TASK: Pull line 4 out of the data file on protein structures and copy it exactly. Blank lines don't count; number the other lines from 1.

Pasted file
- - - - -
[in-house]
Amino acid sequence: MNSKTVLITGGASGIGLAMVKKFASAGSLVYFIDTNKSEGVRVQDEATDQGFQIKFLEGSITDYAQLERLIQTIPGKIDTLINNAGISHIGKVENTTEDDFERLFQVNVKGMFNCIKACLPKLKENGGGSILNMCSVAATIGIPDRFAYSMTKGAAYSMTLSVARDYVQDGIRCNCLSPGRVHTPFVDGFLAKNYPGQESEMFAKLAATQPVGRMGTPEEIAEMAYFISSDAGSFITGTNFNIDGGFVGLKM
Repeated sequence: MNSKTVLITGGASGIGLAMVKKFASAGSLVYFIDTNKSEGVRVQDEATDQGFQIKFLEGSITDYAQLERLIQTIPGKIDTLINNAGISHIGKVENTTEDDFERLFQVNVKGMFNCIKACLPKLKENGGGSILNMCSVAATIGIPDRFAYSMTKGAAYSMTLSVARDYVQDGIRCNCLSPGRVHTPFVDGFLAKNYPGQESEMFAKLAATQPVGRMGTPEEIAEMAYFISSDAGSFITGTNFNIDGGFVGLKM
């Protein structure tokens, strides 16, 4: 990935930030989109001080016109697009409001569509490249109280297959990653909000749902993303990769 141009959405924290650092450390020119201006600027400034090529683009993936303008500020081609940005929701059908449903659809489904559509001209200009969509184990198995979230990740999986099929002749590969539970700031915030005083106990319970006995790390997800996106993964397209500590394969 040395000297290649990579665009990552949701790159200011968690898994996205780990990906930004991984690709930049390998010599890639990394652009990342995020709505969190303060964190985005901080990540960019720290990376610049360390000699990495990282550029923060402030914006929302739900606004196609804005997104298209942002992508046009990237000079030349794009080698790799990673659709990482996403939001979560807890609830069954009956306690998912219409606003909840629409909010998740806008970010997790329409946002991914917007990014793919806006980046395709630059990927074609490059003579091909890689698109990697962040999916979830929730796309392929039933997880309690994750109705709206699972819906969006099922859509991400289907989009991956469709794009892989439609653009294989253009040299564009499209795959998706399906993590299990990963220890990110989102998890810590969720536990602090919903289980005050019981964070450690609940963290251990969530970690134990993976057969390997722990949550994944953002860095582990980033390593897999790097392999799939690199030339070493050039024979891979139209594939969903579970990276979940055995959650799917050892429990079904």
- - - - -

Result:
């Protein structure tokens, strides 16, 4: 990935930030989109001080016109697009409001569509490249109280297959990653909000749902993303990769 141009959405924290650092450390020119201006600027400034090529683009993936303008500020081609940005929701059908449903659809489904559509001209200009969509184990198995979230990740999986099929002749590969539970700031915030005083106990319970006995790390997800996106993964397209500590394969 040395000297290649990579665009990552949701790159200011968690898994996205780990990906930004991984690709930049390998010599890639990394652009990342995020709505969190303060964190985005901080990540960019720290990376610049360390000699990495990282550029923060402030914006929302739900606004196609804005997104298209942002992508046009990237000079030349794009080698790799990673659709990482996403939001979560807890609830069954009956306690998912219409606003909840629409909010998740806008970010997790329409946002991914917007990014793919806006980046395709630059990927074609490059003579091909890689698109990697962040999916979830929730796309392929039933997880309690994750109705709206699972819906969006099922859509991400289907989009991956469709794009892989439609653009294989253009040299564009499209795959998706399906993590299990990963220890990110989102998890810590969720536990602090919903289980005050019981964070450690609940963290251990969530970690134990993976057969390997722990949550994944953002860095582990980033390593897999790097392999799939690199030339070493050039024979891979139209594939969903579970990276979940055995959650799917050892429990079904």